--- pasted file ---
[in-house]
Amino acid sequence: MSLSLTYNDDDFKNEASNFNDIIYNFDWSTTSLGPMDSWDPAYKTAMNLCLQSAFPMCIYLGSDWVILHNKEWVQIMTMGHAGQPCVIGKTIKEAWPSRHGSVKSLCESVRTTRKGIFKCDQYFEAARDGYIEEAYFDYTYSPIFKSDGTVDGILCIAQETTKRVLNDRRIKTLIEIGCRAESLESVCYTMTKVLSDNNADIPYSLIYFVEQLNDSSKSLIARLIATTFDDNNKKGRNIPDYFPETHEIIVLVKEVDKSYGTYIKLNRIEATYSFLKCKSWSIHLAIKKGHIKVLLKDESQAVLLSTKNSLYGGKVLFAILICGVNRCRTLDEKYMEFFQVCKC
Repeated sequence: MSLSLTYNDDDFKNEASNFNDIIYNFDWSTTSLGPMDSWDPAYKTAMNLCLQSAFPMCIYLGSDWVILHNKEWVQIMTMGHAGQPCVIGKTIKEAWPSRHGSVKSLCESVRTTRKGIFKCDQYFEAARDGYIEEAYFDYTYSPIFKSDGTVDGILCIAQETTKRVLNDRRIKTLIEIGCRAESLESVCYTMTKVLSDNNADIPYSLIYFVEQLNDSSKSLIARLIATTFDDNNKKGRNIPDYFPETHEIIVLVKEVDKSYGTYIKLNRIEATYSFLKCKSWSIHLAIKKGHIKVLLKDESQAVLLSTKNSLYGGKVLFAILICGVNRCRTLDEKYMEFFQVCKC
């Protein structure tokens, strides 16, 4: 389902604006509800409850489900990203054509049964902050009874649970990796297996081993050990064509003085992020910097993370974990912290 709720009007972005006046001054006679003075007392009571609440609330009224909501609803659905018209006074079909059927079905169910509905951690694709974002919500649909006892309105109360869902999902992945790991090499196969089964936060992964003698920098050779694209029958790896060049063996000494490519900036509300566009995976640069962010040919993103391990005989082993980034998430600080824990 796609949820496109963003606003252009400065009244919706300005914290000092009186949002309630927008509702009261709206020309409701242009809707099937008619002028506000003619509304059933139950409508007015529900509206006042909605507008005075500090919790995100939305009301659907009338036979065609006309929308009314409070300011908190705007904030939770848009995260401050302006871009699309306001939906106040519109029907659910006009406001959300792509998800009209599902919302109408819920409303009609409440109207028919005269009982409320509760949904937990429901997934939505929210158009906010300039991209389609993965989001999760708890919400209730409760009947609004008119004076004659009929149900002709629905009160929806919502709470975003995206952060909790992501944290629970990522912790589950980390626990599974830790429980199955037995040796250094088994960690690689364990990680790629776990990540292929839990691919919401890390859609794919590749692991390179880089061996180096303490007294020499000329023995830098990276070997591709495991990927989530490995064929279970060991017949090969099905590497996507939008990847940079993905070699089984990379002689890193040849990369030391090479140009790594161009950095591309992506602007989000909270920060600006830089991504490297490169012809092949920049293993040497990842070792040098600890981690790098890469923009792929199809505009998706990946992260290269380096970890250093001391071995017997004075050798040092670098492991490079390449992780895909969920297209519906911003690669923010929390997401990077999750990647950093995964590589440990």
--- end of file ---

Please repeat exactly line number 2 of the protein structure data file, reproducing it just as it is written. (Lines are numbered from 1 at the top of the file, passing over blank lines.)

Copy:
Amino acid sequence: MSLSLTYNDDDFKNEASNFNDIIYNFDWSTTSLGPMDSWDPAYKTAMNLCLQSAFPMCIYLGSDWVILHNKEWVQIMTMGHAGQPCVIGKTIKEAWPSRHGSVKSLCESVRTTRKGIFKCDQYFEAARDGYIEEAYFDYTYSPIFKSDGTVDGILCIAQETTKRVLNDRRIKTLIEIGCRAESLESVCYTMTKVLSDNNADIPYSLIYFVEQLNDSSKSLIARLIATTFDDNNKKGRNIPDYFPETHEIIVLVKEVDKSYGTYIKLNRIEATYSFLKCKSWSIHLAIKKGHIKVLLKDESQAVLLSTKNSLYGGKVLFAILICGVNRCRTLDEKYMEFFQVCKC